The recent SolarWinds attack that released sensitive data from multiple Federal and local government entities confirmed the worst long-held fear of cybersecurity experts: that organized hacks supported by the resources of nation states were no longer the stuff of dystopian science fiction. This change in attitude was confirmed by a 5% rise in nation-state hacking concerns in the Index of Cyber Security, maintained by the NYU Center for Cybersecurity (CCS) at the Tandon School of Engineering.
The Index of Cyber Security collects sentiment estimates via direct polling of practicing security experts around the world on cybersecurity threat-related issues. Updates are published on a monthly basis on the CCS website,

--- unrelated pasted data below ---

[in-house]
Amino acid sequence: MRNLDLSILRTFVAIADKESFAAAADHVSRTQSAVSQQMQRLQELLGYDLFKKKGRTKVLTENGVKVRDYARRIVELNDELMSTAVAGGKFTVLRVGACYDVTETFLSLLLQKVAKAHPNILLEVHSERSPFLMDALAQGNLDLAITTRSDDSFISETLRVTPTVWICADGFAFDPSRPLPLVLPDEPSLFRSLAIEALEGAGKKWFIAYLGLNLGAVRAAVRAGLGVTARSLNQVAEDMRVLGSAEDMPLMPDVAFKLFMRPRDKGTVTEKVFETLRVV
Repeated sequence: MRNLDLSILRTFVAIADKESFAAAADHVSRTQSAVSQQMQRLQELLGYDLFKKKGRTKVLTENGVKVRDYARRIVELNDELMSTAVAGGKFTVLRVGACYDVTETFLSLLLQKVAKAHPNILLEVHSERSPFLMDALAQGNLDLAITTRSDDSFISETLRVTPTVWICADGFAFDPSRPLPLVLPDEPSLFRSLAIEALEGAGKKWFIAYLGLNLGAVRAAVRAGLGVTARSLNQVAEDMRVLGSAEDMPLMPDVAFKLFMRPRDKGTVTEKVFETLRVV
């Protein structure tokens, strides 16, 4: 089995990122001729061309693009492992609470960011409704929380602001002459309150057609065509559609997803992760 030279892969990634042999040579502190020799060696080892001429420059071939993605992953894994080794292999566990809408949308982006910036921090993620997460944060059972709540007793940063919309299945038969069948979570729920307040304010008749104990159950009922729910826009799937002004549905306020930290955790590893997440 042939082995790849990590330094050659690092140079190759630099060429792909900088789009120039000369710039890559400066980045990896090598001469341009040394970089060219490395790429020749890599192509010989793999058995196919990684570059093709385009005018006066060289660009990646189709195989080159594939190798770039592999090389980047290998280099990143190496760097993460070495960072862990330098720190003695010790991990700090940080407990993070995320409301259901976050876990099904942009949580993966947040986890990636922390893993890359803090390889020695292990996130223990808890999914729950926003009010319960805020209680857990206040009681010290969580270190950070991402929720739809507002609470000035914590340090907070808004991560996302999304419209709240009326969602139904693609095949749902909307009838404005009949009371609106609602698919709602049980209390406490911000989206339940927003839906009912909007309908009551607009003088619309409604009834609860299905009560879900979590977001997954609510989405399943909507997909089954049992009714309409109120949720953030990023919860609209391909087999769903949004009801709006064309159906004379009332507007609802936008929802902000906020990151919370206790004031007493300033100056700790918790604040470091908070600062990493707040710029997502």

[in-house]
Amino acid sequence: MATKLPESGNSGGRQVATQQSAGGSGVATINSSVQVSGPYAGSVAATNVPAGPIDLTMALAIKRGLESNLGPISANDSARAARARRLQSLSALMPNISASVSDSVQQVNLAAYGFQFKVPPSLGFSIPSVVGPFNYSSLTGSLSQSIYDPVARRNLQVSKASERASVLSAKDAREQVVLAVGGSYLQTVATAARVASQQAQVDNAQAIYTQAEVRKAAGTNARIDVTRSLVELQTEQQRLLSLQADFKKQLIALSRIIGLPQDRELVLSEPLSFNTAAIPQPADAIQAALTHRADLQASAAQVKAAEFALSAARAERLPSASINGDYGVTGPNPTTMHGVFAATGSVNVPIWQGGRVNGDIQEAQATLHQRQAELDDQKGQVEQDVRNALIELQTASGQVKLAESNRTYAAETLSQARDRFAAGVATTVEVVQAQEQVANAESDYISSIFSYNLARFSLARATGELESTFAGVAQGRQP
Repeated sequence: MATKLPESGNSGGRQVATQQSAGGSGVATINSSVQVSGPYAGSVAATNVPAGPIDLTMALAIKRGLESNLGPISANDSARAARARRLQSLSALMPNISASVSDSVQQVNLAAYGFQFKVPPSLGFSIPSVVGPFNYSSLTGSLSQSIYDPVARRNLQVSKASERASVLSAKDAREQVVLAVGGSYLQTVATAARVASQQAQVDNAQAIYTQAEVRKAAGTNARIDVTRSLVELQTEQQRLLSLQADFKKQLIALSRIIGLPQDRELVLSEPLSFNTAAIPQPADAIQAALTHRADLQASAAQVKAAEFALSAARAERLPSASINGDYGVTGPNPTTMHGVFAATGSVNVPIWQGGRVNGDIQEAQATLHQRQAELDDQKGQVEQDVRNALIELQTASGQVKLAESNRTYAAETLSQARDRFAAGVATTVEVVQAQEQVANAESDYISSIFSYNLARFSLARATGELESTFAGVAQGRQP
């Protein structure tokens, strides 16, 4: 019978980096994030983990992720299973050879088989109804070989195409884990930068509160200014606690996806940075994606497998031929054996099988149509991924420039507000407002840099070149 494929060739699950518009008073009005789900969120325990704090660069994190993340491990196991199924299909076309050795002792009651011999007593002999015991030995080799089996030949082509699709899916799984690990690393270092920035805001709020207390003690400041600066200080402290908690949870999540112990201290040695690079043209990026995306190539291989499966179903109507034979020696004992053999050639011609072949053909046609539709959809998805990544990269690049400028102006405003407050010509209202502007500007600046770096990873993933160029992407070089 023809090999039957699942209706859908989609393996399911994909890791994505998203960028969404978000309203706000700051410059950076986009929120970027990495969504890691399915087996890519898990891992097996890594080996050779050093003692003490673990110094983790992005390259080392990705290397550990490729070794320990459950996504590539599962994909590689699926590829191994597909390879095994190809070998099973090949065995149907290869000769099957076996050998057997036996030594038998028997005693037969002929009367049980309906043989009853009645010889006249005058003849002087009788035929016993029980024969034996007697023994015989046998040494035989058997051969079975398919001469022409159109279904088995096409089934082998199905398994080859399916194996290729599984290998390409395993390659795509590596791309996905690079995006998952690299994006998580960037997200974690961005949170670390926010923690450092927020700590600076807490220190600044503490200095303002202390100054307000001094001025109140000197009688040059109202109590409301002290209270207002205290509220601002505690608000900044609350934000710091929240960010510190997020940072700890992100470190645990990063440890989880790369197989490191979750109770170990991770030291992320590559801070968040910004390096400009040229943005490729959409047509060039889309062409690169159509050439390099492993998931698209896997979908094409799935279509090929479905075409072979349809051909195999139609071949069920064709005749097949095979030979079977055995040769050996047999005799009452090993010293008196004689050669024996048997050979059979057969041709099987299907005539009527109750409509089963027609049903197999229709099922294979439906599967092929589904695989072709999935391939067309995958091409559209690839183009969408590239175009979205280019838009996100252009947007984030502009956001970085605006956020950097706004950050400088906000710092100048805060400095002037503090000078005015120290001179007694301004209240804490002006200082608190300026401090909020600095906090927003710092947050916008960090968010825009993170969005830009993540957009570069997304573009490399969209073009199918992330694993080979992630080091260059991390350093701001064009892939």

“When we saw this rise, we immediately connected it to the recent massive third-party software attack involving SolarWinds,” said NYU Tandon Distinguished Research Professor Edward Amoroso, who leads the ICS research team. “The experts who provide data for our index clearly saw this threat as increasing in intensity.”
Amoroso also pointed to another risk indicator that rose during the month, which was a greater concern about attacks specifically aimed at counterparties. That is, instead of targeting devices, systems, or other non-human actors, these attacks are aimed at specific human parties, a change Amoroso notes, “is consistent with the motivation inherent in most nation-state campaigns.”